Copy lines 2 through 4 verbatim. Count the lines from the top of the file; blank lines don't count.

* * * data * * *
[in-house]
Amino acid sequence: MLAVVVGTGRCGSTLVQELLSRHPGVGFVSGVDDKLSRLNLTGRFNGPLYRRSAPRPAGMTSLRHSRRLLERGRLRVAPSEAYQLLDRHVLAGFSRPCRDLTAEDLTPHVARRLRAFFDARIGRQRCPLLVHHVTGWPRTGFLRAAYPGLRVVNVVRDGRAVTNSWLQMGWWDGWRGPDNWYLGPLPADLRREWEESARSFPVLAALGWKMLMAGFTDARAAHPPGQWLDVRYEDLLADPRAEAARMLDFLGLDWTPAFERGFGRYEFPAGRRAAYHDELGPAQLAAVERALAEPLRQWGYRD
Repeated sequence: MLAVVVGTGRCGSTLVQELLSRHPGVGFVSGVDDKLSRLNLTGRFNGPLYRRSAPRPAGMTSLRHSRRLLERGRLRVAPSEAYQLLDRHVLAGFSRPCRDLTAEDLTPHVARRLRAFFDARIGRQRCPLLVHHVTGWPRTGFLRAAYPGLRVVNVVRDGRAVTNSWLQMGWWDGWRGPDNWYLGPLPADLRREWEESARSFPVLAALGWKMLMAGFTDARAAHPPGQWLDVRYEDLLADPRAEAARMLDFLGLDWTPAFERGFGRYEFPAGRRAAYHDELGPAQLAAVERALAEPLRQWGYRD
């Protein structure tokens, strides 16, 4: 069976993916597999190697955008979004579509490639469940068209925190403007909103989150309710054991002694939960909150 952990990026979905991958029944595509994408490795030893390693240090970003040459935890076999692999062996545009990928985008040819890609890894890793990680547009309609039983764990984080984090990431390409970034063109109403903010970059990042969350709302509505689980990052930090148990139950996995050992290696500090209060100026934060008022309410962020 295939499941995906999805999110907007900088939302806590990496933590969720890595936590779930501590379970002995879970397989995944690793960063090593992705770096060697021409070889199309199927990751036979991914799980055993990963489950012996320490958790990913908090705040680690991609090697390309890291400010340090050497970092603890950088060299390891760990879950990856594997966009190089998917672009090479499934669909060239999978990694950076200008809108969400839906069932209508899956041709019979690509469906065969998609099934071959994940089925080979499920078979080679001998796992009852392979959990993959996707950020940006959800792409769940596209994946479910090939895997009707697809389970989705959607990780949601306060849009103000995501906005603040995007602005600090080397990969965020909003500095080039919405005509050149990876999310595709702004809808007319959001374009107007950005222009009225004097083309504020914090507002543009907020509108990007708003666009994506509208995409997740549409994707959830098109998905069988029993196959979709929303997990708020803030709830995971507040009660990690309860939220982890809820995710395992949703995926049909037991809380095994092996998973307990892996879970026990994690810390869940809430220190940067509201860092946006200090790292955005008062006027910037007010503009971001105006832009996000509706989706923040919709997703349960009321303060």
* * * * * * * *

Amino acid sequence: MLAVVVGTGRCGSTLVQELLSRHPGVGFVSGVDDKLSRLNLTGRFNGPLYRRSAPRPAGMTSLRHSRRLLERGRLRVAPSEAYQLLDRHVLAGFSRPCRDLTAEDLTPHVARRLRAFFDARIGRQRCPLLVHHVTGWPRTGFLRAAYPGLRVVNVVRDGRAVTNSWLQMGWWDGWRGPDNWYLGPLPADLRREWEESARSFPVLAALGWKMLMAGFTDARAAHPPGQWLDVRYEDLLADPRAEAARMLDFLGLDWTPAFERGFGRYEFPAGRRAAYHDELGPAQLAAVERALAEPLRQWGYRD
Repeated sequence: MLAVVVGTGRCGSTLVQELLSRHPGVGFVSGVDDKLSRLNLTGRFNGPLYRRSAPRPAGMTSLRHSRRLLERGRLRVAPSEAYQLLDRHVLAGFSRPCRDLTAEDLTPHVARRLRAFFDARIGRQRCPLLVHHVTGWPRTGFLRAAYPGLRVVNVVRDGRAVTNSWLQMGWWDGWRGPDNWYLGPLPADLRREWEESARSFPVLAALGWKMLMAGFTDARAAHPPGQWLDVRYEDLLADPRAEAARMLDFLGLDWTPAFERGFGRYEFPAGRRAAYHDELGPAQLAAVERALAEPLRQWGYRD
């Protein structure tokens, strides 16, 4: 069976993916597999190697955008979004579509490639469940068209925190403007909103989150309710054991002694939960909150 952990990026979905991958029944595509994408490795030893390693240090970003040459935890076999692999062996545009990928985008040819890609890894890793990680547009309609039983764990984080984090990431390409970034063109109403903010970059990042969350709302509505689980990052930090148990139950996995050992290696500090209060100026934060008022309410962020 295939499941995906999805999110907007900088939302806590990496933590969720890595936590779930501590379970002995879970397989995944690793960063090593992705770096060697021409070889199309199927990751036979991914799980055993990963489950012996320490958790990913908090705040680690991609090697390309890291400010340090050497970092603890950088060299390891760990879950990856594997966009190089998917672009090479499934669909060239999978990694950076200008809108969400839906069932209508899956041709019979690509469906065969998609099934071959994940089925080979499920078979080679001998796992009852392979959990993959996707950020940006959800792409769940596209994946479910090939895997009707697809389970989705959607990780949601306060849009103000995501906005603040995007602005600090080397990969965020909003500095080039919405005509050149990876999310595709702004809808007319959001374009107007950005222009009225004097083309504020914090507002543009907020509108990007708003666009994506509208995409997740549409994707959830098109998905069988029993196959979709929303997990708020803030709830995971507040009660990690309860939220982890809820995710395992949703995926049909037991809380095994092996998973307990892996879970026990994690810390869940809430220190940067509201860092946006200090790292955005008062006027910037007010503009971001105006832009996000509706989706923040919709997703349960009321303060």